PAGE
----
1 Empty and thoroughly flush the black tank. Drain the gray tank to flush away any remaining black material. Close the valve.
2 Place a container underneath the valve to catch drips. Suitable containers include an old coffee can or aluminum baking tray.
3 The valve slides in between two flanges. It is held on with four nuts, bolts and washers. Hold the bolt still with one wrench and turn the nut until all are removed--or vice-versa.
4 Gently pry apart the two flanges and work the valve out. If there is resistance, push on the sewer pipes so that they move away from one another. The valve may drop out, or you may need to twist it gently.
5 The valve has two rubber gaskets, one for each flange. Check to see that they came out with the valve. If not, pull them off the valve. There may be some dripping at this stage.
When you remove the old valve, you’ll see the adapters. It’s okay to use the same adapter fittings, but be sure to use new seals. Lightly coat each seal with a lubricant (I recommend Dow Corning’s 111 seal grease) and place them on the lip of each adapter fitting.
Replace the Valve
1 Clean both flanges and apply a light coating of grease to the pipe and the new valve. Place the new gaskets on the new valve.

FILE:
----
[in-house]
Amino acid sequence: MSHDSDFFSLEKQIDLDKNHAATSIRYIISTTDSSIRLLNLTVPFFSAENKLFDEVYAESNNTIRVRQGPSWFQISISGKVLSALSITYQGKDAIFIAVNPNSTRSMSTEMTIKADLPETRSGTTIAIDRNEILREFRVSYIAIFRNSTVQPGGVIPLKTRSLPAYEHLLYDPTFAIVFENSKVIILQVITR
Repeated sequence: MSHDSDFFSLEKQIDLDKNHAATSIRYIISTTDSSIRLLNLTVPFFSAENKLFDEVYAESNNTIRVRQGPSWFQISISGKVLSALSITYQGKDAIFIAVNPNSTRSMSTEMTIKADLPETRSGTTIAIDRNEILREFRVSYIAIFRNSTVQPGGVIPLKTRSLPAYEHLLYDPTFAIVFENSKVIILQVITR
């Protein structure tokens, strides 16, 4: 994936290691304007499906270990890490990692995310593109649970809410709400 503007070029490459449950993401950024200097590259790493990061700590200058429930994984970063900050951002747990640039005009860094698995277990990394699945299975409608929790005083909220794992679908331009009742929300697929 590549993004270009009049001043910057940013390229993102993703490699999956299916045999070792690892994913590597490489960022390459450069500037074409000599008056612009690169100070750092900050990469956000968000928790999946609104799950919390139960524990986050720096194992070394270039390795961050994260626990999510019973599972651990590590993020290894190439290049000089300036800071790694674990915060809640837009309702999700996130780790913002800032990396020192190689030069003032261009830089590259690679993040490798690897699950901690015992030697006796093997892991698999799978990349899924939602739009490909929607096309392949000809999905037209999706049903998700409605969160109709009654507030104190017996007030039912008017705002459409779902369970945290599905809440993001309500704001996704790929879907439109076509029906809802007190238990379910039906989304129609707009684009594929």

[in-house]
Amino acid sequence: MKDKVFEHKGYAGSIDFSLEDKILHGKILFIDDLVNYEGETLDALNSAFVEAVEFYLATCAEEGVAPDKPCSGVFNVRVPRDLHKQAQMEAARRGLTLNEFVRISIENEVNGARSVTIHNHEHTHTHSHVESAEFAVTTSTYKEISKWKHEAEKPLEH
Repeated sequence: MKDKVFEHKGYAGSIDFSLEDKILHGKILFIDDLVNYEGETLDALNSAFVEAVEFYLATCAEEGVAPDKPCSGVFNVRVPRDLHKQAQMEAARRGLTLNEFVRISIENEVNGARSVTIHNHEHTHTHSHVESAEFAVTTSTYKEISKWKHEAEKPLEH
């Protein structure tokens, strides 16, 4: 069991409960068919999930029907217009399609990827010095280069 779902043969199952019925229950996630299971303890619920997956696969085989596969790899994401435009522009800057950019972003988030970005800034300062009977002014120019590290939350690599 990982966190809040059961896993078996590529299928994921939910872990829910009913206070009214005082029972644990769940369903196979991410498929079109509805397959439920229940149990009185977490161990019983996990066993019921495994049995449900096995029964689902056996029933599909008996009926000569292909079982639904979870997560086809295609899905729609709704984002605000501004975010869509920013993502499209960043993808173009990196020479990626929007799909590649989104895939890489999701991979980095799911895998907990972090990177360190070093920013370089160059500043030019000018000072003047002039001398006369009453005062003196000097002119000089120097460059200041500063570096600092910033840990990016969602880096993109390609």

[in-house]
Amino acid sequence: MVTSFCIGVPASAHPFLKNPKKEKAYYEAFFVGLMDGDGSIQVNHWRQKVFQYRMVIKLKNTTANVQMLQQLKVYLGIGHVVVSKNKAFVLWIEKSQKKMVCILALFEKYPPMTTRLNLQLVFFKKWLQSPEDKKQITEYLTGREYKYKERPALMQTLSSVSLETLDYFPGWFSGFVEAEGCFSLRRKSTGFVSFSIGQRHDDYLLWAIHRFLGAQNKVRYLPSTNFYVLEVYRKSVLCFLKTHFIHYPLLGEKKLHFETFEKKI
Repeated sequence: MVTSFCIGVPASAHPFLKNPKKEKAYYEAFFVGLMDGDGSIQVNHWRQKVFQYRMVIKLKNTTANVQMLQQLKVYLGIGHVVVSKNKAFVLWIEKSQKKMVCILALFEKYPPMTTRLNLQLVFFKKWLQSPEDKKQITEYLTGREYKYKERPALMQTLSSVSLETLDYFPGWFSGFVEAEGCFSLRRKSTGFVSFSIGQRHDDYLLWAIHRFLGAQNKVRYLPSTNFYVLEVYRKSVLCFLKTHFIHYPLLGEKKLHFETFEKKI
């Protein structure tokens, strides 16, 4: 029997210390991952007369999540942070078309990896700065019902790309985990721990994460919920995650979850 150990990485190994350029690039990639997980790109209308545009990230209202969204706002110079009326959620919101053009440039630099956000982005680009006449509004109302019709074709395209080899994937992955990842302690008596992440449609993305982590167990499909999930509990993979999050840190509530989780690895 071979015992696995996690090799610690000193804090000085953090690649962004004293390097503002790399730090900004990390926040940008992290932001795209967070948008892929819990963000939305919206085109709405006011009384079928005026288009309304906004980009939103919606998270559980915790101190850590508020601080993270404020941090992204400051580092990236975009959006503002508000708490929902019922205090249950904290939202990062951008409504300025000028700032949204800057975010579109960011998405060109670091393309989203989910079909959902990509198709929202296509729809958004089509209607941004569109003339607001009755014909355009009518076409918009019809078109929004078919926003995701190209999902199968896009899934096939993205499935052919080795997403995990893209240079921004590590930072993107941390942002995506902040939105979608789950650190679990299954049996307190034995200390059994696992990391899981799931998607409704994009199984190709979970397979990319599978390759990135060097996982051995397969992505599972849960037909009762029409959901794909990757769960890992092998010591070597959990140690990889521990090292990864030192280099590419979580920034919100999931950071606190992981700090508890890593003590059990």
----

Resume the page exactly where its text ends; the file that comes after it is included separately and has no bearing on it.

2 Gently slide the new valve between the flanges. Start the bolts and turn the valve gently to ensure it is seated firmly. Gently tighten, but do not over tighten, the bolts and nuts.
3 Wipe off any remaining mess and discard the rags. Your new valve is ready to use.
# Some valves may have a remote control cable that should be disconnected from the valve before the valve is removed.
# If you tighten the bolts too much, this will compress the valve and the slide inside may not move freely.
I decided to change out all the bolts on both valves. I went with stainless bolts and washers, and used stainless wingnuts on the back side. The stainless guarantees that there'll be no corrocion to make removal difficult. The use of a wingnut allows me to get at least one finger back there to hold a backup while I'm using my power drill/driver on the front side of the bolt. Now, the next time I do this job I expect it will be much, much easier. Glen Kenney 1994 U240 36'
To get the bolts on my black tank, I tack welded a piece of steel line right to the end of the bolt. Slide the nut right down it then pushed it on the threads and turned it a half a turn with my finger. John S. 2001 U320 42'